Back pain is one of the leading causes of disability in the United States. Whether caused by injury, defects of the spine, or a degenerative disease, the pain can make even the most routine tasks seem like a massive effort.
Sciatica, especially, has the ability to stop you dead in your tracks. The gripping, intense pain that it brings is not easily relieved, often causing frustration, anxiety, and dismay. Herniated discs are often the cause of sciatica, so it’s fair to say that the two go hand in hand.
What is sciatic nerve pain?
Sciatic nerve pain, also known as sciatica, is pain associated with the sciatic nerve. When the nerve is compressed, pinched, or trapped, it can cause intense, even excruciating pain that radiates down the leg, sometimes all the way to your feet.
The pain can be sharp and stabbing, but it is also characterized by numbness and tingling that radiates down the back of one or both legs. For some, sciatic spasms can be so intense that it is impossible to think about anything else.
Causes of sciatica
We all have two sciatic nerves, one on either side of our body. These nerves start in the spine and extend down the leg. When there is a herniated disc present, it may compress the nerve and cause it to flare. However, there are several other possible causes of sciatica.
Sciatica can also be caused by an inflamed piriformis muscle, which runs directly over the sciatic nerve at the bottom of your buttocks. If this muscle is overworked or stiff, it can compress the sciatic nerve, causing intense pain. If this is the cause of the sciatica, stretching the piriformis muscle may give you relief. In severe cases, a steroid injection may reduce the inflammation enough to release the nerve.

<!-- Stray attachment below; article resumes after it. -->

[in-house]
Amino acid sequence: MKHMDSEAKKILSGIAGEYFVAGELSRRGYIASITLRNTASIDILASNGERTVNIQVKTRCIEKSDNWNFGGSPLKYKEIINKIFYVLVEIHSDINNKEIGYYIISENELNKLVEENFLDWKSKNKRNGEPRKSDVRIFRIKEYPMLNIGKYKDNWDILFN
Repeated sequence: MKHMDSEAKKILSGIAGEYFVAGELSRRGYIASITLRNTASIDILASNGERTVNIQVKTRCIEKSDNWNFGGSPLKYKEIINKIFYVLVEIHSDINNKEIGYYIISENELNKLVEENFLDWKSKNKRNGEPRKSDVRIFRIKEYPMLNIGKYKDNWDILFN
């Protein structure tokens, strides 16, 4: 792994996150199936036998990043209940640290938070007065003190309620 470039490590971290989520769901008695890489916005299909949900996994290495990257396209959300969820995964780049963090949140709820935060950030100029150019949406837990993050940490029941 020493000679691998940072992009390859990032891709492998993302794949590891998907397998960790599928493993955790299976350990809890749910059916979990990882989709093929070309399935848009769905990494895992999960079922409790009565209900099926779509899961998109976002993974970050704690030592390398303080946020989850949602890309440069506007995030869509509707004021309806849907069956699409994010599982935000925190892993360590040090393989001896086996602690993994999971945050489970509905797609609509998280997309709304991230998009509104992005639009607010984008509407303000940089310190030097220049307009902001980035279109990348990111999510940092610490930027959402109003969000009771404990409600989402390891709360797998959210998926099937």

Spinal stenosis is a narrowing of the spinal canal, which is essentially a conduit for your nerves and spinal cord. This narrowing may put pressure on the sciatic nerve and cause it to flare up. Stenosis is something you can be born with, but it can also develop later in life. It is most common in adults over the age of 60. There is no cure for stenosis, but anti-inflammatory medications may help if there are symptoms present.
Herniated discs are hands-down the most common cause of sciatic nerve pain. Positioned in between each vertebra, the discs in your spine can best be described as cushions. As we age, they tend to degenerate, but other things can cause them to bulge, such as injury, or being overweight. If a disc herniates, bulges, or slips out from between the vertebrae, this may cause it to press on the sciatic nerve. Depending on the disc that is affected, the pain may manifest itself in various places, including the lower back, the hip, the side and back of the leg, the calf, or the foot.
Treatment for herniated discs and sciatica largely depends on the severity of the situation and can range from stretching exercises to orthopedic or neurosurgery.
Exercise is the first line of defense, focusing on strengthening the core muscles and releasing the piriformis.
NSAIDs can sometimes help, as can steroid injections and medications for nerve pain, such as pregabalin. In any case, it is essentials to obtain an accurate diagnosis before committing to a course of treatment.
If you are suffering from sciatica, with or without herniated discs, we can help. Reach out today to find out how to get started.